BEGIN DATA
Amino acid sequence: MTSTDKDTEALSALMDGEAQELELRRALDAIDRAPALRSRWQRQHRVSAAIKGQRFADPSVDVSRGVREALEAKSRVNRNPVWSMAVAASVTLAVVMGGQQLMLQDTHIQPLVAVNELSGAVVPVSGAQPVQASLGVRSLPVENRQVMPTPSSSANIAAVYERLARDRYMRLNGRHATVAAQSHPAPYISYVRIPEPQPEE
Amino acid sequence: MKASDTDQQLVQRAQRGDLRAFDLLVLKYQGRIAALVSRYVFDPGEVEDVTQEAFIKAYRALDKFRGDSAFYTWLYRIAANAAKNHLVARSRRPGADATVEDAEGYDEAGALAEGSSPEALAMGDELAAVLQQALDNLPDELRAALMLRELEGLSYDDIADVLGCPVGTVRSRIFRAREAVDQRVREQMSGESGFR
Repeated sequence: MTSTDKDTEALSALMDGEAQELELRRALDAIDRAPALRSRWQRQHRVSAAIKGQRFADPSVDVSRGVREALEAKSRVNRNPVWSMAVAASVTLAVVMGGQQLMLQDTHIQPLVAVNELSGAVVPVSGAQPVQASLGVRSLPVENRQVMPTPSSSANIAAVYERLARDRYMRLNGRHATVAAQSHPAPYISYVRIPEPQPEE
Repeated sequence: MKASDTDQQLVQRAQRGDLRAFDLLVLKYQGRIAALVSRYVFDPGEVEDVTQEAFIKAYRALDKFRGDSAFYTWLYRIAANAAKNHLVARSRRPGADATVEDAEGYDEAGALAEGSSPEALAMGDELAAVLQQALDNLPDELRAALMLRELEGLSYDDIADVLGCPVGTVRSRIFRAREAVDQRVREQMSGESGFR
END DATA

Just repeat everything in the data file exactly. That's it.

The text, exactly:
Amino acid sequence: MTSTDKDTEALSALMDGEAQELELRRALDAIDRAPALRSRWQRQHRVSAAIKGQRFADPSVDVSRGVREALEAKSRVNRNPVWSMAVAASVTLAVVMGGQQLMLQDTHIQPLVAVNELSGAVVPVSGAQPVQASLGVRSLPVENRQVMPTPSSSANIAAVYERLARDRYMRLNGRHATVAAQSHPAPYISYVRIPEPQPEE
Amino acid sequence: MKASDTDQQLVQRAQRGDLRAFDLLVLKYQGRIAALVSRYVFDPGEVEDVTQEAFIKAYRALDKFRGDSAFYTWLYRIAANAAKNHLVARSRRPGADATVEDAEGYDEAGALAEGSSPEALAMGDELAAVLQQALDNLPDELRAALMLRELEGLSYDDIADVLGCPVGTVRSRIFRAREAVDQRVREQMSGESGFR
Repeated sequence: MTSTDKDTEALSALMDGEAQELELRRALDAIDRAPALRSRWQRQHRVSAAIKGQRFADPSVDVSRGVREALEAKSRVNRNPVWSMAVAASVTLAVVMGGQQLMLQDTHIQPLVAVNELSGAVVPVSGAQPVQASLGVRSLPVENRQVMPTPSSSANIAAVYERLARDRYMRLNGRHATVAAQSHPAPYISYVRIPEPQPEE
Repeated sequence: MKASDTDQQLVQRAQRGDLRAFDLLVLKYQGRIAALVSRYVFDPGEVEDVTQEAFIKAYRALDKFRGDSAFYTWLYRIAANAAKNHLVARSRRPGADATVEDAEGYDEAGALAEGSSPEALAMGDELAAVLQQALDNLPDELRAALMLRELEGLSYDDIADVLGCPVGTVRSRIFRAREAVDQRVREQMSGESGFR